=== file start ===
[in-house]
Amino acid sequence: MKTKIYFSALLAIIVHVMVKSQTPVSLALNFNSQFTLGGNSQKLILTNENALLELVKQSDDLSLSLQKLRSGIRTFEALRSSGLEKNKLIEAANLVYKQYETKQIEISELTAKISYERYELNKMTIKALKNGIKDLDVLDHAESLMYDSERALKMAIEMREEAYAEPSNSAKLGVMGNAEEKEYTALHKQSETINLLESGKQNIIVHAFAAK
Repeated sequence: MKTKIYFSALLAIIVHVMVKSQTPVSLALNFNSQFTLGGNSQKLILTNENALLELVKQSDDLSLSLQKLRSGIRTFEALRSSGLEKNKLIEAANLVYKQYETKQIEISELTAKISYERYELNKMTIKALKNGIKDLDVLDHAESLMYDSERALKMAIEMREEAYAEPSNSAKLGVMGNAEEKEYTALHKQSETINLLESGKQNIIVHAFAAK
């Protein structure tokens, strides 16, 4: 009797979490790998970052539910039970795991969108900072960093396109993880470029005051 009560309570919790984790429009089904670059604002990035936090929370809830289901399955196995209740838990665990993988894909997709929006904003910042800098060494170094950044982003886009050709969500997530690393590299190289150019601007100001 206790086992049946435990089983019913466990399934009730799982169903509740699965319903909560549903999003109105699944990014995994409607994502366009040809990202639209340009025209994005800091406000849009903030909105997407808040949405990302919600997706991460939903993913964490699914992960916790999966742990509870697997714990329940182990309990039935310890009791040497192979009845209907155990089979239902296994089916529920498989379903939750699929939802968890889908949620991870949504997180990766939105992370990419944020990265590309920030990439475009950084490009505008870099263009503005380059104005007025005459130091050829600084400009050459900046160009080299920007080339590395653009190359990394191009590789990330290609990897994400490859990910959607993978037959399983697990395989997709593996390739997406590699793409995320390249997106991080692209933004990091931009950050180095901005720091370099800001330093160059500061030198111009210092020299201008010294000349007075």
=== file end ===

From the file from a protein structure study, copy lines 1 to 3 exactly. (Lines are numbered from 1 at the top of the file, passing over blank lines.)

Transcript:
[in-house]
Amino acid sequence: MKTKIYFSALLAIIVHVMVKSQTPVSLALNFNSQFTLGGNSQKLILTNENALLELVKQSDDLSLSLQKLRSGIRTFEALRSSGLEKNKLIEAANLVYKQYETKQIEISELTAKISYERYELNKMTIKALKNGIKDLDVLDHAESLMYDSERALKMAIEMREEAYAEPSNSAKLGVMGNAEEKEYTALHKQSETINLLESGKQNIIVHAFAAK
Repeated sequence: MKTKIYFSALLAIIVHVMVKSQTPVSLALNFNSQFTLGGNSQKLILTNENALLELVKQSDDLSLSLQKLRSGIRTFEALRSSGLEKNKLIEAANLVYKQYETKQIEISELTAKISYERYELNKMTIKALKNGIKDLDVLDHAESLMYDSERALKMAIEMREEAYAEPSNSAKLGVMGNAEEKEYTALHKQSETINLLESGKQNIIVHAFAAK